A disability discrimination suit filed against AutoZone, Inc. will be able to proceed at the national level, rather than being limited to just three of the company’s stores, a district court recently ruled. According to the U.S. Equal Employment Opportunity Commission (EEOC), AutoZone had attempted to limit the scope of the federal discrimination case by arguing that the EEOC had failed to carry out a “nationwide” investigation of its stores prior to filing the lawsuit.
In the ruling handed down by U.S. District Judge Robert M. Dow, Jr., however, it was noted that:
[T]he Court may not inquire into the sufficiency of the EEOC’s pre-suit investigation in order to ‘limit’ the scope of the litigation… [because this] would be imposing extra procedural requirements if it required the EEOC to offer additional proof that ‘its investigation was … conducted on a nationwide basis.'”
Background on the Discrimination Case: Allegations Levied against AutoZone
According to court documents associated with this case, from 2009 through at least 2011, AutoZone relied on an inherently discriminatory system for evaluating employees’ presence versus absence from work, leading to the illegal firing of capable disabled workers.
Specifically, the complaint explains that AutoZone’s policy involved giving workers “points” for each absence they had from work – regardless of whether that absence may have been related to a disability. At 12 points, an employee could be terminated. This led to qualified employees being terminated as a result of having to take some time off of work to treat their impairments, violating the Americans with Disabilities Act (ADA), the EEOC has explained.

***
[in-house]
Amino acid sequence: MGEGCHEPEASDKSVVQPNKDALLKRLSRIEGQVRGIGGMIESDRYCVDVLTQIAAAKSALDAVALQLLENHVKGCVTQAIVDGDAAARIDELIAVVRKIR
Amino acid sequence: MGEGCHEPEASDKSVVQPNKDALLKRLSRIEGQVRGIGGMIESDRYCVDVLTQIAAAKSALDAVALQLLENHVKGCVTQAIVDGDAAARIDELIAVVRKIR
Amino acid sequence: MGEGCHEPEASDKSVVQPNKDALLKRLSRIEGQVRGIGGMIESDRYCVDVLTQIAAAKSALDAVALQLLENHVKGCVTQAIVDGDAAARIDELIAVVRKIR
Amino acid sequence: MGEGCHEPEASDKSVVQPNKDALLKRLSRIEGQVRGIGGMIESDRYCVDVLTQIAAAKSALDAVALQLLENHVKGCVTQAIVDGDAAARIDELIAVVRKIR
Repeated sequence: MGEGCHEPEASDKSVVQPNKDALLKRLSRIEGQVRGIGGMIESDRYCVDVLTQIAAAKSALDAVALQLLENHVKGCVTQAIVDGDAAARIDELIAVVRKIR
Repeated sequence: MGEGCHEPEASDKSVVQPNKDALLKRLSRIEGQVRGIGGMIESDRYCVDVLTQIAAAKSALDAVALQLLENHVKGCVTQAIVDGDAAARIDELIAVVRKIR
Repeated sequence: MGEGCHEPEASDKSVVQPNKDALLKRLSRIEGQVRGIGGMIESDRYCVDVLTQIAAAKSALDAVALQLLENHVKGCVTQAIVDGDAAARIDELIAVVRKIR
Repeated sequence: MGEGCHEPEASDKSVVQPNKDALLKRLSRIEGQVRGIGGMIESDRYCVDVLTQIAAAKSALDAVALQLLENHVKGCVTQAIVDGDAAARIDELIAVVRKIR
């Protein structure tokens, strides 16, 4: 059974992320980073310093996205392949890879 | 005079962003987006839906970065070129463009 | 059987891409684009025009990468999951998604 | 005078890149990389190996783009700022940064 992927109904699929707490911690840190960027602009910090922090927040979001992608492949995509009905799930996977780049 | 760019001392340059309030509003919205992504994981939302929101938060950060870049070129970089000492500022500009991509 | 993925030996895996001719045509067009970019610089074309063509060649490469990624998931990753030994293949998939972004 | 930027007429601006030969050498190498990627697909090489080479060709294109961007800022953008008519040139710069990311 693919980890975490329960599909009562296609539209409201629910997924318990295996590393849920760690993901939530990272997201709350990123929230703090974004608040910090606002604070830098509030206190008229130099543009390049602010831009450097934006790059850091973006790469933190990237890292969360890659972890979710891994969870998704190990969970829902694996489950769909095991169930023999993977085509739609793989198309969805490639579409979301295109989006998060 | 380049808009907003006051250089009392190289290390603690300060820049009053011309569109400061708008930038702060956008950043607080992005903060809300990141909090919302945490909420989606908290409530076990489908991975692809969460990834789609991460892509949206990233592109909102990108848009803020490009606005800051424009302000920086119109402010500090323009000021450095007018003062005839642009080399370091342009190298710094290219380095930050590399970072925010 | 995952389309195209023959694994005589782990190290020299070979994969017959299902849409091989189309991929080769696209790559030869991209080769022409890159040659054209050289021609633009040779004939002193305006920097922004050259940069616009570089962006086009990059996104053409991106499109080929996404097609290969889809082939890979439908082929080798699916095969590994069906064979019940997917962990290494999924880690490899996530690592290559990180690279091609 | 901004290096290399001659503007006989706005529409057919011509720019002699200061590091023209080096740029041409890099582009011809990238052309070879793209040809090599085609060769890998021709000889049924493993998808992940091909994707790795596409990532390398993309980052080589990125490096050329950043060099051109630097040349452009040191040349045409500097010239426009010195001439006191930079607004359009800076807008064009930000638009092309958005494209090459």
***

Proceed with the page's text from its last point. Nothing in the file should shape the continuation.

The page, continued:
In addition to wrongly terminating disabled employees, AutoZone is also alleged to have retaliated against one employee who was fired after complaining about this policy and submitting a charge with the EEOC.
Interestingly, this is the fourth federal disability discrimination case filed against AutoZone since 2009.
Commenting on the recent district court ruling that will allow the national case to proceed, John Hendrickson, regional attorney for the EEOC’s Chicago District, noted that:
This case alleges a serious violation of the law and should be decided on the merits…The Supreme Court’s recent decision in Mach Mining should put to rest efforts to deny employees their day in court based on unfounded arguments about administrative procedure.
As more news about this case becomes available, we will report the latest updates to you in a future blog. In the meantime, post your comments about this case on our Facebook & Google+ pages.
Contact a Los Angeles Discrimination Attorney at Urbanic & Associates
Have you been the target of workplace discrimination or retaliation? If so, you can turn to Los Angeles discrimination attorney at Urbanic & Associates for help defending your rights and pursuing justice. Since 2000, our lawyers have been dedicated, aggressive advocates for our clients, helping them stand up to even the most formidable opponents in any legal setting.
To speak directly to Attorney James Urbanic, call (310) 216-0900 or send our firm an email using the contact form on this page.
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